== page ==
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Scientists Examine Pig Gut Microbiome to Identify Microbes that Benefit Health and Productivity
Dr. Ben Willing - University of Alberta

Farmscape for August 25, 2021

Scientists working on behalf of Swine Innovation Porc are examining the microbial populations of the gut of the pig in an effort to identify those microbes that benefit health and productivity.
A multi-institutional team of scientists working in partnership with Swine Innovation Porc is examining the microbial population of the gut of the pig to characterise the core microbes associated with pig health.
Dr. Ben Willing, an Associate Professor with the University of Alberta and Canada Research Chair in Microbiology of Nutrigenomics, explains the goal is to identify the normal microbiota of the pig and those microbes associated with better performance.

Clip-Dr. Ben Willing-University of Alberta:
We recognise that the microbiome is important for health of an animal.
Whether that's related to providing nutrients by metabolising things that the animal can't itself as well as to support immune development of the animal and to outcompete pathogens, so keep an animal healthy.
You put all those things together, we know that microbes ultimately can make an animal healthier but we also know they can make them less healthy and less productive, so we're trying to identify what microbes make an animal healthier.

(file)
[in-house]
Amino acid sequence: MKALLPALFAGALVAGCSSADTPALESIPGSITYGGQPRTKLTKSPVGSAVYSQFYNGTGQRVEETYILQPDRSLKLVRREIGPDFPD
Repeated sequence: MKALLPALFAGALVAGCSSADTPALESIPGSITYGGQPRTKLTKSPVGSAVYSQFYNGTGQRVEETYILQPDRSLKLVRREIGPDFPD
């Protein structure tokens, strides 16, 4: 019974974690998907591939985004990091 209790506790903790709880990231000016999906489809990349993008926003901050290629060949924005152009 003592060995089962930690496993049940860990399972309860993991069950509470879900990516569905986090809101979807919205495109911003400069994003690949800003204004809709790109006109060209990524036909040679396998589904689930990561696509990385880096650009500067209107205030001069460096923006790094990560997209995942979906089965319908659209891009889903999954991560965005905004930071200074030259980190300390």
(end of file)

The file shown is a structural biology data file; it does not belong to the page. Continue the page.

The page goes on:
It's because of research in many different spaces, including human research and research that's done in mice even, that's really shown that microbes are key drivers of health.
There's some really great work in mice saying that, if you take a microbiome of a wild mouse and you put it into a lab mouse, when you now infect that mouse, it really survives much better than when it just has a lab mouse microbiome.
That kind of idea says that we can do the same thing for pigs and, as we move away from antibiotic use, we need to have strategies to make those pigs as healthy as possible.

Dr. Willing says this work is intended primarily to generate foundational knowledge and hopefully identify beneficial microbes that can be targeted so we can build this technology.
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